El Pitazo
El Pitazo correspondent Ruth Lara Castillo poses with other journalists in Carabobo, Venezuela.

Limit exposure

“We made the decision to limit our in-the-field reporting to only one team. We provide them protective equipment, including safe transportation, gloves, face masks and detailed hygiene instructions,” explained Linares. “Given that we don’t have a way to send these resources to our correspondents, we decided to limit their coverage to what they can produce from home, online and on the phone,” she said. 

Pedro Vaca, executive director of the Fundación para la Libertad de Prensa (FLIP), a press freedom organization in Colombia, supported the measures taken by media organizations such as El Pitazo. “Providing even basic protective resources to journalists working in the field is a huge challenge, sometimes it’s hard to find any,” he said. 

Vaca explained that FLIP is making kits of protective equipment to help meet the needs of journalists who do not have sufficient resources. “I see journalists in Latin America emulating the protective measures they see being taken in other parts of the world, like putting plastic over one’s microphone, but they aren’t following the necessary measures to then properly clean or maintain that protective equipment.” 

“The Latin American media ecosystem is very informal. Many journalists work freelance, and it’s important that the media outlets that hire those freelancers ask them if they have health insurance,” Vaca said. He added that the Organization of American States declared that news is an “essential good.” 

Another factor that adds complexity to working as a journalist during the pandemic: “Right now nobody wants to lose his or her job,” he said. “There may be journalists who do not want to continue reporting in the field, but are stuck at a crossroads where they feel forced to continue exposing themselves.” 

El Pitazo
Johandry Andrea, correspondent for El Pitazo with other reporters in Machiques, Venezuela.


Backing their words with action, some media companies are deciding to provide advances or bonuses to journalists working in the field, exposed. The management team at El Pitazo decided to give bonuses right now that were originally planned for April to help their team cope with impending supply shortages. 

“We are in a critical moment right now that is going to exacerbate the economic crisis that we are already in,” explained Linares. “On top of electricity, internet and supply shortages, there is now also a gasoline shortage, which could further delay the delivery of food to stores,” Linares said. 

Provide perspective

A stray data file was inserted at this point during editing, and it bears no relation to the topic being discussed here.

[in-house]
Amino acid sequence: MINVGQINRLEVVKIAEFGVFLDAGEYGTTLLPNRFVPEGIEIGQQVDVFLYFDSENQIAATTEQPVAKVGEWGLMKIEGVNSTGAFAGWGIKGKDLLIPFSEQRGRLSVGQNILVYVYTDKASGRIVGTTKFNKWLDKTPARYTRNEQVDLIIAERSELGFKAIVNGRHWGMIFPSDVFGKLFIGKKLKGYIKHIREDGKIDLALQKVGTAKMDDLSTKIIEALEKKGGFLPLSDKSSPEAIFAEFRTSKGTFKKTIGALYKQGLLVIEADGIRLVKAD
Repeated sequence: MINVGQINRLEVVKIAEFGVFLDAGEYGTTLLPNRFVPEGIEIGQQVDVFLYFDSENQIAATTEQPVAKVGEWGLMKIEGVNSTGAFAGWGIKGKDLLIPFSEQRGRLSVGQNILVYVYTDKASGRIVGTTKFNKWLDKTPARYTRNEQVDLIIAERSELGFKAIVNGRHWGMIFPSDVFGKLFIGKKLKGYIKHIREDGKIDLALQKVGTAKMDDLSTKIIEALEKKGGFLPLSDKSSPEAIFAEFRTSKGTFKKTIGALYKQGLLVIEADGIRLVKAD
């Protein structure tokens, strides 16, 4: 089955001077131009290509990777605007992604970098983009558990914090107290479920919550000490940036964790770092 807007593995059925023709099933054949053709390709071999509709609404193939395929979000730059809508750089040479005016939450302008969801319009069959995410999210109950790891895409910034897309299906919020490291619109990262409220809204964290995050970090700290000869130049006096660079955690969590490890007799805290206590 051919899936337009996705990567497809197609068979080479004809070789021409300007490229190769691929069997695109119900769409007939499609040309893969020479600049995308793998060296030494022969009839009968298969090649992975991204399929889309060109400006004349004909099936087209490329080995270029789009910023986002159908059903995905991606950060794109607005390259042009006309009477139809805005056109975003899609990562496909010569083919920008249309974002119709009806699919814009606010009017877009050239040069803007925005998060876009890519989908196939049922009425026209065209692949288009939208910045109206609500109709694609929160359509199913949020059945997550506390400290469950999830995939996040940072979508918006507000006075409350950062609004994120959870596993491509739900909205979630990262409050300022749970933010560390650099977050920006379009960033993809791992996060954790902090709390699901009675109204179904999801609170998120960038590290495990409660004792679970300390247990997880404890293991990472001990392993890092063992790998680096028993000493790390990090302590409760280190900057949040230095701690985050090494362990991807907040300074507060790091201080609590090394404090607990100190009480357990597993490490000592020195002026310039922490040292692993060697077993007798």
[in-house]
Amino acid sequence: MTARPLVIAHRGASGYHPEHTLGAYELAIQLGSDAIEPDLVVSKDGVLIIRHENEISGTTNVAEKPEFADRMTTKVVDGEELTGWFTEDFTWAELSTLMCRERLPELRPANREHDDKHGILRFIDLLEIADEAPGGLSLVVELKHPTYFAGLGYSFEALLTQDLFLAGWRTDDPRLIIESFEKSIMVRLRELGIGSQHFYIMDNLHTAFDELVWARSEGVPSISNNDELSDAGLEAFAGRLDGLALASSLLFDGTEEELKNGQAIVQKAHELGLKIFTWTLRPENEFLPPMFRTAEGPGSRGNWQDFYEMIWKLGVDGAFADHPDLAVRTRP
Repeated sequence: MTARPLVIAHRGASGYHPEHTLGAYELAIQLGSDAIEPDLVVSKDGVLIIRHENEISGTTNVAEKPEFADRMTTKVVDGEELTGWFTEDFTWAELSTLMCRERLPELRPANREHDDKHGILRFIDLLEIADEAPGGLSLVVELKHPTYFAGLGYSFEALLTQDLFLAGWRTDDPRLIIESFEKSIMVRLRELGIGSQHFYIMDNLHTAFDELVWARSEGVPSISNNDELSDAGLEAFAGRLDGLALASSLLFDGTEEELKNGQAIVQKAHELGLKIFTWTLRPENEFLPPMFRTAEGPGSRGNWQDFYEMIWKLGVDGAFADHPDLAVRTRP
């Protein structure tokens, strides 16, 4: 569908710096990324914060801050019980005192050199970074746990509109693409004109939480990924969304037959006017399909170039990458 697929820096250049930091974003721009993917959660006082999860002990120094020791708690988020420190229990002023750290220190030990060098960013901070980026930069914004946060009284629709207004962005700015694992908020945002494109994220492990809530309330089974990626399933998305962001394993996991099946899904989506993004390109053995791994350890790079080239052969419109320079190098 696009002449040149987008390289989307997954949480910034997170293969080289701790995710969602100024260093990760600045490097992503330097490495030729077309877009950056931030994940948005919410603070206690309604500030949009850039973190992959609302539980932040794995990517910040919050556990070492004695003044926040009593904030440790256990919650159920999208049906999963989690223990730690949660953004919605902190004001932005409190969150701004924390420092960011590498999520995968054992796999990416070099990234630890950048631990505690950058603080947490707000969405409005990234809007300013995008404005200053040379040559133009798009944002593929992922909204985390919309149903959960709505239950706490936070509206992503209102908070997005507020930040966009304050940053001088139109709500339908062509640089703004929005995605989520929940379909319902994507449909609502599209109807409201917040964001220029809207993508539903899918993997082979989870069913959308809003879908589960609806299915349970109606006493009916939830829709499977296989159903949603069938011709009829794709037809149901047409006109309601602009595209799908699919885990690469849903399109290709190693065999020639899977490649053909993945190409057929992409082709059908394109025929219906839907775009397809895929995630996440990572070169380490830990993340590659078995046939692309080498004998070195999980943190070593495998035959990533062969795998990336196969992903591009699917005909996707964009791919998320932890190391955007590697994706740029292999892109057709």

Identifying both your news organization’s strengths and weaknesses during the pandemic and sharing them with your team can allow everyone to feel grounded. Even though there might be situations that you or your team can’t fix or change, this grounding can help provide everyone with a sense of control. 

Providing perspective also can have a direct impact because it can lessen team members’ anxiety and help them avoid wasting energy, which helps the overall work environment. 


Every small win is worthy of taking a victory lap (in the living room, of course). Amid the chaos of work and life, it can be difficult to stop and celebrate. In today’s reality, where everyday tasks can be difficult to accomplish, acknowledging successes helps keep morale high and strengthens the team’s relationship. 

“In the midst of working on so many projects, it’s easy to go from one to the other without stopping to celebrate accomplishments,” said Janine Warner, co-founder of SembraMedia and an ICFJ Knight Fellow. “To help make sure that our successes don’t get away from us, years ago I invented the ‘I’m done dance’ to celebrate when my team finished something that required a lot of effort.” 

Leaders are human too

“It’s important for leaders to practice self-care and to model being the first ones to ask for help. At some point, the effects of burnout are like a pandemic — if it starts with the leader, it is highly likely that the whole team will catch it,” said Graupen. She warned, “It’s legitimate to have fear, have a bad day or not know what to do. That’s why it is key to maintain your personal space, creating a work schedule with respect to your other duties.”

Graupen pointed out that if leaders try to pretend, their coworkers will immediately notice, no matter how much effort these leaders put into “faking it.” 

“A key concept for leaders to understand is that they are human first, before any role they might have,” she said “Leaders will be afraid too, just like the people with whom they work. It’s true that leaders are responsible for the results of their team, and their role is to support their team members, but not everything that happens is in their control.”

This article was originally published by SembraMedia, and was translated to English and published here with permission.

All images courtesy of SembraMedia.